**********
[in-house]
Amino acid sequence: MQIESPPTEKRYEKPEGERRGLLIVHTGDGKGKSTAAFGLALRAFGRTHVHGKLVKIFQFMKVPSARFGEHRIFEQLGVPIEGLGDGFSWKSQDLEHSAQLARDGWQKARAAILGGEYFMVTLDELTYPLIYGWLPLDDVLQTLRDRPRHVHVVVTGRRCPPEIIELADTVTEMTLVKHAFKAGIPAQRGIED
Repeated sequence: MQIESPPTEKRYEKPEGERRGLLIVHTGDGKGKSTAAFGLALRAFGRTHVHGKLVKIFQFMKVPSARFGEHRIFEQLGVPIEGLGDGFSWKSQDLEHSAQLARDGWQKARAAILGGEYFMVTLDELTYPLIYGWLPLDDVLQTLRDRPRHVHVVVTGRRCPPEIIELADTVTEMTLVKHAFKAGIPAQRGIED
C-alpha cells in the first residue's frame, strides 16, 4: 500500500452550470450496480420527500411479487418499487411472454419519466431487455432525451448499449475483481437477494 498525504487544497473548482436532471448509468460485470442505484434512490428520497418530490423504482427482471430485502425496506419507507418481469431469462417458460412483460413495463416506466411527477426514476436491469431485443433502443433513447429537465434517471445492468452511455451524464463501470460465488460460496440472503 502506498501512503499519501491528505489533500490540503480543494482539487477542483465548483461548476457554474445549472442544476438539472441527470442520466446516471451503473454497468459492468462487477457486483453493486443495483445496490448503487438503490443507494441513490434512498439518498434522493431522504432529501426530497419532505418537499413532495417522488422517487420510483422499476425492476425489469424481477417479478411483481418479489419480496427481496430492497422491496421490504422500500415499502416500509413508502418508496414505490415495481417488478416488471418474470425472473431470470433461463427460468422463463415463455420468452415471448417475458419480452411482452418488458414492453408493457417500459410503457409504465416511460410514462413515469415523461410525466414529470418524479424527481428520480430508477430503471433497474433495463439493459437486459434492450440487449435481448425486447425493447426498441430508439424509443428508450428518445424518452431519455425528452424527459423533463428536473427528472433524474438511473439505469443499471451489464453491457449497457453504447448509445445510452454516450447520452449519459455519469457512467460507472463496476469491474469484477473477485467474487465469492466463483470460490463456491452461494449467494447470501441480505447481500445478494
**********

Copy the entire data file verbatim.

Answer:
[in-house]
Amino acid sequence: MQIESPPTEKRYEKPEGERRGLLIVHTGDGKGKSTAAFGLALRAFGRTHVHGKLVKIFQFMKVPSARFGEHRIFEQLGVPIEGLGDGFSWKSQDLEHSAQLARDGWQKARAAILGGEYFMVTLDELTYPLIYGWLPLDDVLQTLRDRPRHVHVVVTGRRCPPEIIELADTVTEMTLVKHAFKAGIPAQRGIED
Repeated sequence: MQIESPPTEKRYEKPEGERRGLLIVHTGDGKGKSTAAFGLALRAFGRTHVHGKLVKIFQFMKVPSARFGEHRIFEQLGVPIEGLGDGFSWKSQDLEHSAQLARDGWQKARAAILGGEYFMVTLDELTYPLIYGWLPLDDVLQTLRDRPRHVHVVVTGRRCPPEIIELADTVTEMTLVKHAFKAGIPAQRGIED
C-alpha cells in the first residue's frame, strides 16, 4: 500500500452550470450496480420527500411479487418499487411472454419519466431487455432525451448499449475483481437477494 498525504487544497473548482436532471448509468460485470442505484434512490428520497418530490423504482427482471430485502425496506419507507418481469431469462417458460412483460413495463416506466411527477426514476436491469431485443433502443433513447429537465434517471445492468452511455451524464463501470460465488460460496440472503 502506498501512503499519501491528505489533500490540503480543494482539487477542483465548483461548476457554474445549472442544476438539472441527470442520466446516471451503473454497468459492468462487477457486483453493486443495483445496490448503487438503490443507494441513490434512498439518498434522493431522504432529501426530497419532505418537499413532495417522488422517487420510483422499476425492476425489469424481477417479478411483481418479489419480496427481496430492497422491496421490504422500500415499502416500509413508502418508496414505490415495481417488478416488471418474470425472473431470470433461463427460468422463463415463455420468452415471448417475458419480452411482452418488458414492453408493457417500459410503457409504465416511460410514462413515469415523461410525466414529470418524479424527481428520480430508477430503471433497474433495463439493459437486459434492450440487449435481448425486447425493447426498441430508439424509443428508450428518445424518452431519455425528452424527459423533463428536473427528472433524474438511473439505469443499471451489464453491457449497457453504447448509445445510452454516450447520452449519459455519469457512467460507472463496476469491474469484477473477485467474487465469492466463483470460490463456491452461494449467494447470501441480505447481500445478494